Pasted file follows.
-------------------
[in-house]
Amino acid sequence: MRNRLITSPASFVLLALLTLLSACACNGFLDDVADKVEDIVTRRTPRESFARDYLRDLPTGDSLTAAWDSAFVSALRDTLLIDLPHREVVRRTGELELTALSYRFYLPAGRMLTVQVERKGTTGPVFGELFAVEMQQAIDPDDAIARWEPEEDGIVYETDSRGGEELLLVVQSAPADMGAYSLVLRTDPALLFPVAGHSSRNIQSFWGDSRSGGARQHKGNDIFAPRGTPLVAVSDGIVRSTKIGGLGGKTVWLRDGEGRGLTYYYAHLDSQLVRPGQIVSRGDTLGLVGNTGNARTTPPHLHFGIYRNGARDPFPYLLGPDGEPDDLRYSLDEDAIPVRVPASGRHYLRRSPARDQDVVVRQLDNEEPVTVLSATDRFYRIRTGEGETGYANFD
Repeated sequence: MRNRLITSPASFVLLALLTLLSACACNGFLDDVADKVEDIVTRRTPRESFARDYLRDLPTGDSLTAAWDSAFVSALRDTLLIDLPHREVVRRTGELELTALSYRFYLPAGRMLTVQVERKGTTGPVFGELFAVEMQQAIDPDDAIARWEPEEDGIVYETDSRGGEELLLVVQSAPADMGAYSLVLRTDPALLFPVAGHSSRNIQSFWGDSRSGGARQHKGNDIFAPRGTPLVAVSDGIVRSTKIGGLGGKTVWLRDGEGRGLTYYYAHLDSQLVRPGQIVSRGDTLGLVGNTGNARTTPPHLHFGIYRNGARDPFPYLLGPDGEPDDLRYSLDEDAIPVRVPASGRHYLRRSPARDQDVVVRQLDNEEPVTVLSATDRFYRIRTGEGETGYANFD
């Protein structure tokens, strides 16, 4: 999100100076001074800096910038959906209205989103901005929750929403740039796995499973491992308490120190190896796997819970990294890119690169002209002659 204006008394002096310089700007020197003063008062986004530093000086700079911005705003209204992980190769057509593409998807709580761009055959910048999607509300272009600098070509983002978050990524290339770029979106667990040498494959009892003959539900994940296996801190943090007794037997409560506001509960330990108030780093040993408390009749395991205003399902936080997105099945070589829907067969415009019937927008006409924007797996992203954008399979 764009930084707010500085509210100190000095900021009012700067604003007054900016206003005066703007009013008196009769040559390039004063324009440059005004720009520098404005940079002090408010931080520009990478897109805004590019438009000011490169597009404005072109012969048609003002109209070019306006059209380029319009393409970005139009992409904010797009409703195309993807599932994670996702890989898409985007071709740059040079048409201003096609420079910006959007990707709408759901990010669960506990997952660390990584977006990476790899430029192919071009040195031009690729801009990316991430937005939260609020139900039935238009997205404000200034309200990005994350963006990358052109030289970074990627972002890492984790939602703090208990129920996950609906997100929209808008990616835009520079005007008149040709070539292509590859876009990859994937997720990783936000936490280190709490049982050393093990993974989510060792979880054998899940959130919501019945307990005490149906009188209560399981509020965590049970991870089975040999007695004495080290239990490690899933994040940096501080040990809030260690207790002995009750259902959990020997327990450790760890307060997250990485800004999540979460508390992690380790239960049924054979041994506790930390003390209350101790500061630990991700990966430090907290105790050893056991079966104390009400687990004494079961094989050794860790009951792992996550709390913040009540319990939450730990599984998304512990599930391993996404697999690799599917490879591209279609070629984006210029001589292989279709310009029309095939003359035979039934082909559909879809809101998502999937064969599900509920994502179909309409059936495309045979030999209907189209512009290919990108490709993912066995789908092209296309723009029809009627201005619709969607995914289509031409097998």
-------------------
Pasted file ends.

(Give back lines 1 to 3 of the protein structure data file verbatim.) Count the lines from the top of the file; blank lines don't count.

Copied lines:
[in-house]
Amino acid sequence: MRNRLITSPASFVLLALLTLLSACACNGFLDDVADKVEDIVTRRTPRESFARDYLRDLPTGDSLTAAWDSAFVSALRDTLLIDLPHREVVRRTGELELTALSYRFYLPAGRMLTVQVERKGTTGPVFGELFAVEMQQAIDPDDAIARWEPEEDGIVYETDSRGGEELLLVVQSAPADMGAYSLVLRTDPALLFPVAGHSSRNIQSFWGDSRSGGARQHKGNDIFAPRGTPLVAVSDGIVRSTKIGGLGGKTVWLRDGEGRGLTYYYAHLDSQLVRPGQIVSRGDTLGLVGNTGNARTTPPHLHFGIYRNGARDPFPYLLGPDGEPDDLRYSLDEDAIPVRVPASGRHYLRRSPARDQDVVVRQLDNEEPVTVLSATDRFYRIRTGEGETGYANFD
Repeated sequence: MRNRLITSPASFVLLALLTLLSACACNGFLDDVADKVEDIVTRRTPRESFARDYLRDLPTGDSLTAAWDSAFVSALRDTLLIDLPHREVVRRTGELELTALSYRFYLPAGRMLTVQVERKGTTGPVFGELFAVEMQQAIDPDDAIARWEPEEDGIVYETDSRGGEELLLVVQSAPADMGAYSLVLRTDPALLFPVAGHSSRNIQSFWGDSRSGGARQHKGNDIFAPRGTPLVAVSDGIVRSTKIGGLGGKTVWLRDGEGRGLTYYYAHLDSQLVRPGQIVSRGDTLGLVGNTGNARTTPPHLHFGIYRNGARDPFPYLLGPDGEPDDLRYSLDEDAIPVRVPASGRHYLRRSPARDQDVVVRQLDNEEPVTVLSATDRFYRIRTGEGETGYANFD